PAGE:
Penny Wise And Dollar Foolish-Part 1


Did you ever buy a gallon of milk strictly on price? You are in a grocery store trying to save a little money and you’re looking for a gallon of 2% or skim milk and you buy the most inexpensive item. It that always the best value?

Sometimes, I have chosen the least expensive gallon of milk (Brand X) that doesn’t always work out.  For example, I’ve purchased a brand and saved 25 cents on a gallon of milk with an expiration date of 10 days from the purchase date. Thinking, that will get me through for at least one week except sometimes the milk begins to sour 3 or 4 days before the expiration date. What do most people do with milk that taste sour? It’s no longer edible…

After going through that experience a number of times, I begin to look for alternatives. Therefore, I’m inclined to choose another brand that costs a little more with an accurate expiration date. Those negative experiences with Brand X has prompted me to look for alternatives on their other perishable items such as milk, yogurt, or sour cream. If their milk can’t last until the expiration date, who’s to say their sour cream or cottage cheese has a long shelf life. Experience has taught me to not look solely at the price — value really comes into play if you want to avoid being penny wise and dollar foolish.

Penny Wise and Dollar Foolish from Schwarm Images

I have a friend who is in the retail landscaping business and he sometimes experiences the myopic perspective of some customers. For example, many customers will be inclined to want to save money on bricks (pavers) choose the inexpensive ones from a big box hardware supplier without giving much thought to quality. And why not? If you can save $70 on your pavers for your backyard patio area, why not buy from a big box retailer.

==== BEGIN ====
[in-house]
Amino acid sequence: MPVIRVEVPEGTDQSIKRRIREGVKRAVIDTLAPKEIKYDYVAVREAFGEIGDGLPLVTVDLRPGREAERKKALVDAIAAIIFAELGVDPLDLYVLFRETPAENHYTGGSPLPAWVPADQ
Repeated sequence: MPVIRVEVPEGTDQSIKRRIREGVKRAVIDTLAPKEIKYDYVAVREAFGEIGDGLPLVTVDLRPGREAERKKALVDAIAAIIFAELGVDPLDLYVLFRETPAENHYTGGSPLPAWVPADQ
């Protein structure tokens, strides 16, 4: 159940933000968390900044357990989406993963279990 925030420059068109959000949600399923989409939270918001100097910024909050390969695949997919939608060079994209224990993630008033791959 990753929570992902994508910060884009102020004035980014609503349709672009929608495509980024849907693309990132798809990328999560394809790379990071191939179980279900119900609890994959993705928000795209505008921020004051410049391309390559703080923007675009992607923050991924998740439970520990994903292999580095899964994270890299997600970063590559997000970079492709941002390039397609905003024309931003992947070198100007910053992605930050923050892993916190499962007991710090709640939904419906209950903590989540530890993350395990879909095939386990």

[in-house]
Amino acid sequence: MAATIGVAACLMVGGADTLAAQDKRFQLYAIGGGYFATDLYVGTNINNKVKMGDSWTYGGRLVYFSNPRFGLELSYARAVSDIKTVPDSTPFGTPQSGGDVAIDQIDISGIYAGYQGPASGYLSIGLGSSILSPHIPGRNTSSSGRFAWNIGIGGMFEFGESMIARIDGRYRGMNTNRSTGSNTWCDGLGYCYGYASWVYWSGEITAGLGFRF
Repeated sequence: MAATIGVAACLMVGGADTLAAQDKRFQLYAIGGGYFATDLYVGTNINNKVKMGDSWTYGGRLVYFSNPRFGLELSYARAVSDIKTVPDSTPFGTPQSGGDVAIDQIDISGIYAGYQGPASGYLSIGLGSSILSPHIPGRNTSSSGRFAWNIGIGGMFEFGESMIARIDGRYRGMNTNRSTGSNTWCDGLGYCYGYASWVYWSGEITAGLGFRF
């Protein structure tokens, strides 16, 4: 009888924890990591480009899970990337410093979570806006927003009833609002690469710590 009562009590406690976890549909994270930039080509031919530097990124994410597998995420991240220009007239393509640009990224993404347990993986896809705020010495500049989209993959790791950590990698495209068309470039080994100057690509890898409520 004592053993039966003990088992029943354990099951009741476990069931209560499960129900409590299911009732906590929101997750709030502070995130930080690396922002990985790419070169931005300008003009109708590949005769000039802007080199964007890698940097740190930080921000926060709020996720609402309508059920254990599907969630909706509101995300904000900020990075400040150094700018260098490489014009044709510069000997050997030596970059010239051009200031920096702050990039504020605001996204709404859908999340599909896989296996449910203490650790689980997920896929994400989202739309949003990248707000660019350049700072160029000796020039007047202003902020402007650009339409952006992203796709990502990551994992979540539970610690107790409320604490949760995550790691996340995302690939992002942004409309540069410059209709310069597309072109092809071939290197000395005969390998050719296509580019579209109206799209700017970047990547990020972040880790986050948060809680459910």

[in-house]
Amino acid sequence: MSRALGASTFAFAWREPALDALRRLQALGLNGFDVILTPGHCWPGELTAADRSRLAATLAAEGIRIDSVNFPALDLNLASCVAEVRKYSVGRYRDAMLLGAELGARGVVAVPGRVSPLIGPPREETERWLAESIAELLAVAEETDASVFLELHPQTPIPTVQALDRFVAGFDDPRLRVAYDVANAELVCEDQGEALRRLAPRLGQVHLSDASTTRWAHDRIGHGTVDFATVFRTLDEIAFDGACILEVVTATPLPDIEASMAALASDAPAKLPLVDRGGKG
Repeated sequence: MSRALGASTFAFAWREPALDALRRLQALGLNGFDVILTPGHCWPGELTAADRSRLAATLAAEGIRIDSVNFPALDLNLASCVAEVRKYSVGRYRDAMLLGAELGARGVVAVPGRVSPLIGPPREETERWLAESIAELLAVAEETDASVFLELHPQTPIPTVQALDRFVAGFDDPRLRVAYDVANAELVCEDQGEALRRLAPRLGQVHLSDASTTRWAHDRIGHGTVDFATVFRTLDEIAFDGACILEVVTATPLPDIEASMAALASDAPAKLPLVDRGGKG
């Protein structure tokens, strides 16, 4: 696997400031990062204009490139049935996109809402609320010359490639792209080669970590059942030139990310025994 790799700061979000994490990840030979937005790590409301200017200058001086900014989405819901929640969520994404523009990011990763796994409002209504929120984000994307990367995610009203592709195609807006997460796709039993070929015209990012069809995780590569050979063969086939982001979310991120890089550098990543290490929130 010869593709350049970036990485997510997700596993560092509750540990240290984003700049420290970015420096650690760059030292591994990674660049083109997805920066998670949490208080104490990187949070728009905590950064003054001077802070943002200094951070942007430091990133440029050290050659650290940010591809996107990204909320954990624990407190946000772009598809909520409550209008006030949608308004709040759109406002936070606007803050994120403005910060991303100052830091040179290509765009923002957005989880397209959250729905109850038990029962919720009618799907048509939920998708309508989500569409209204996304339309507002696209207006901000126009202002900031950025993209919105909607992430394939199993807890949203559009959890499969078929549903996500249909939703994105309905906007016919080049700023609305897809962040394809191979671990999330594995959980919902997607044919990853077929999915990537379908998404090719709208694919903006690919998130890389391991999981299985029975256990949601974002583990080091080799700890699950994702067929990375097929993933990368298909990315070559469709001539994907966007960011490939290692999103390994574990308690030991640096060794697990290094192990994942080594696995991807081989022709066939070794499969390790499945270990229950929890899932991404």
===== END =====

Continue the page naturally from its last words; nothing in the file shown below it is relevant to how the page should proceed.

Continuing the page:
You drive home happy at how much money you saved but were you penny wise and dollar foolish? In other words, how long will those pavers last and what’s the real value of the pavers you purchased? How long will it take before you begin to see you purchased an inferior product where the quality, texture and color will decline? If you start to see the inferior nature of these pavers, will your perspective change about only shopping on price?

If you’re a manager of a specialty retailer who handles high quality pavers, how do you make your value proposition? Do you show pictures of “going cheap” and the long term effect? Do you have a display inside the store explaining the difference between the pavers from a specialty retailer versus the big box paver? Maybe outline the additional care done in the manufacturing process to pavers sold at certain speciality retailers?

What’s the best approach to convince consumers they may be penny wise and dollar foolish if they purchase inexpensive (or cheap) pavers.

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